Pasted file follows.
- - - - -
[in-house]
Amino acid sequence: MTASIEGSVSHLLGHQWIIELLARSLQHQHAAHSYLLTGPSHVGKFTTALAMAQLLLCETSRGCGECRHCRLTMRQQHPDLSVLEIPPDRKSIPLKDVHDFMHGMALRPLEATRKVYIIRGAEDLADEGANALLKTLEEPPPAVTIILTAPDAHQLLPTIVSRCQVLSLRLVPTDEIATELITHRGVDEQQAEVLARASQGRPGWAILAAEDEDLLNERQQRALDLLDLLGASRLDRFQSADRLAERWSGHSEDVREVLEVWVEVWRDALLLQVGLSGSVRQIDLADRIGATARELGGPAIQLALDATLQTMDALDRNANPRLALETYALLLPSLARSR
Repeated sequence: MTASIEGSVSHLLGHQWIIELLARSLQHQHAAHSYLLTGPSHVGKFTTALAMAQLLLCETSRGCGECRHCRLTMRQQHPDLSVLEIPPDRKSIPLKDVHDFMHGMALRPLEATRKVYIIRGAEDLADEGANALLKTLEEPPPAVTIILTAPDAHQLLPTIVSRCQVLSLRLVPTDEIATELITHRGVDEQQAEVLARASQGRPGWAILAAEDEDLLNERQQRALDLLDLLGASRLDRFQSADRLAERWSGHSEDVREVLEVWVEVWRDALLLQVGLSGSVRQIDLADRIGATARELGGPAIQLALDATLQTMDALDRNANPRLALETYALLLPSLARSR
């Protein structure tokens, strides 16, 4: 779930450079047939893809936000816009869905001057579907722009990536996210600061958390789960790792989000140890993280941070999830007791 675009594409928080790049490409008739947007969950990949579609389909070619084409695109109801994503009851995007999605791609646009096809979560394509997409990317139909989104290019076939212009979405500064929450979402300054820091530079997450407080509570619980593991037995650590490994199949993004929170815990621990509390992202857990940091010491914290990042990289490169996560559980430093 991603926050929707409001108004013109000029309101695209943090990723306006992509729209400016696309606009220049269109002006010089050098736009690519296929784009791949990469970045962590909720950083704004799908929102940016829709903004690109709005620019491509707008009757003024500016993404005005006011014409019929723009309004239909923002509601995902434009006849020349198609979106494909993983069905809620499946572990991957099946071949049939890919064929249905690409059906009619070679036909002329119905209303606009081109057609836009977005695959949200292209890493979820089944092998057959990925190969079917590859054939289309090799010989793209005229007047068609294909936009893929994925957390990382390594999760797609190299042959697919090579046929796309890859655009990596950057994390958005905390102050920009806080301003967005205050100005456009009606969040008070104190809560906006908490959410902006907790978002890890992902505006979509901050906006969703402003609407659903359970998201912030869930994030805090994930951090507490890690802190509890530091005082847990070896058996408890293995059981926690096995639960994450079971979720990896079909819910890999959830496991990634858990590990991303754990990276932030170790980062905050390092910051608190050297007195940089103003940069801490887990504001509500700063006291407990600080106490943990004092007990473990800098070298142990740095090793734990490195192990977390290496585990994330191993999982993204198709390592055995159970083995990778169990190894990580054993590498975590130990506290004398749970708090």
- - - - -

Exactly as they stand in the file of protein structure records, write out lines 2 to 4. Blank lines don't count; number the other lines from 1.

Amino acid sequence: MTASIEGSVSHLLGHQWIIELLARSLQHQHAAHSYLLTGPSHVGKFTTALAMAQLLLCETSRGCGECRHCRLTMRQQHPDLSVLEIPPDRKSIPLKDVHDFMHGMALRPLEATRKVYIIRGAEDLADEGANALLKTLEEPPPAVTIILTAPDAHQLLPTIVSRCQVLSLRLVPTDEIATELITHRGVDEQQAEVLARASQGRPGWAILAAEDEDLLNERQQRALDLLDLLGASRLDRFQSADRLAERWSGHSEDVREVLEVWVEVWRDALLLQVGLSGSVRQIDLADRIGATARELGGPAIQLALDATLQTMDALDRNANPRLALETYALLLPSLARSR
Repeated sequence: MTASIEGSVSHLLGHQWIIELLARSLQHQHAAHSYLLTGPSHVGKFTTALAMAQLLLCETSRGCGECRHCRLTMRQQHPDLSVLEIPPDRKSIPLKDVHDFMHGMALRPLEATRKVYIIRGAEDLADEGANALLKTLEEPPPAVTIILTAPDAHQLLPTIVSRCQVLSLRLVPTDEIATELITHRGVDEQQAEVLARASQGRPGWAILAAEDEDLLNERQQRALDLLDLLGASRLDRFQSADRLAERWSGHSEDVREVLEVWVEVWRDALLLQVGLSGSVRQIDLADRIGATARELGGPAIQLALDATLQTMDALDRNANPRLALETYALLLPSLARSR
């Protein structure tokens, strides 16, 4: 779930450079047939893809936000816009869905001057579907722009990536996210600061958390789960790792989000140890993280941070999830007791 675009594409928080790049490409008739947007969950990949579609389909070619084409695109109801994503009851995007999605791609646009096809979560394509997409990317139909989104290019076939212009979405500064929450979402300054820091530079997450407080509570619980593991037995650590490994199949993004929170815990621990509390992202857990940091010491914290990042990289490169996560559980430093 991603926050929707409001108004013109000029309101695209943090990723306006992509729209400016696309606009220049269109002006010089050098736009690519296929784009791949990469970045962590909720950083704004799908929102940016829709903004690109709005620019491509707008009757003024500016993404005005006011014409019929723009309004239909923002509601995902434009006849020349198609979106494909993983069905809620499946572990991957099946071949049939890919064929249905690409059906009619070679036909002329119905209303606009081109057609836009977005695959949200292209890493979820089944092998057959990925190969079917590859054939289309090799010989793209005229007047068609294909936009893929994925957390990382390594999760797609190299042959697919090579046929796309890859655009990596950057994390958005905390102050920009806080301003967005205050100005456009009606969040008070104190809560906006908490959410902006907790978002890890992902505006979509901050906006969703402003609407659903359970998201912030869930994030805090994930951090507490890690802190509890530091005082847990070896058996408890293995059981926690096995639960994450079971979720990896079909819910890999959830496991990634858990590990991303754990990276932030170790980062905050390092910051608190050297007195940089103003940069801490887990504001509500700063006291407990600080106490943990004092007990473990800098070298142990740095090793734990490195192990977390290496585990994330191993999982993204198709390592055995159970083995990778169990190894990580054993590498975590130990506290004398749970708090």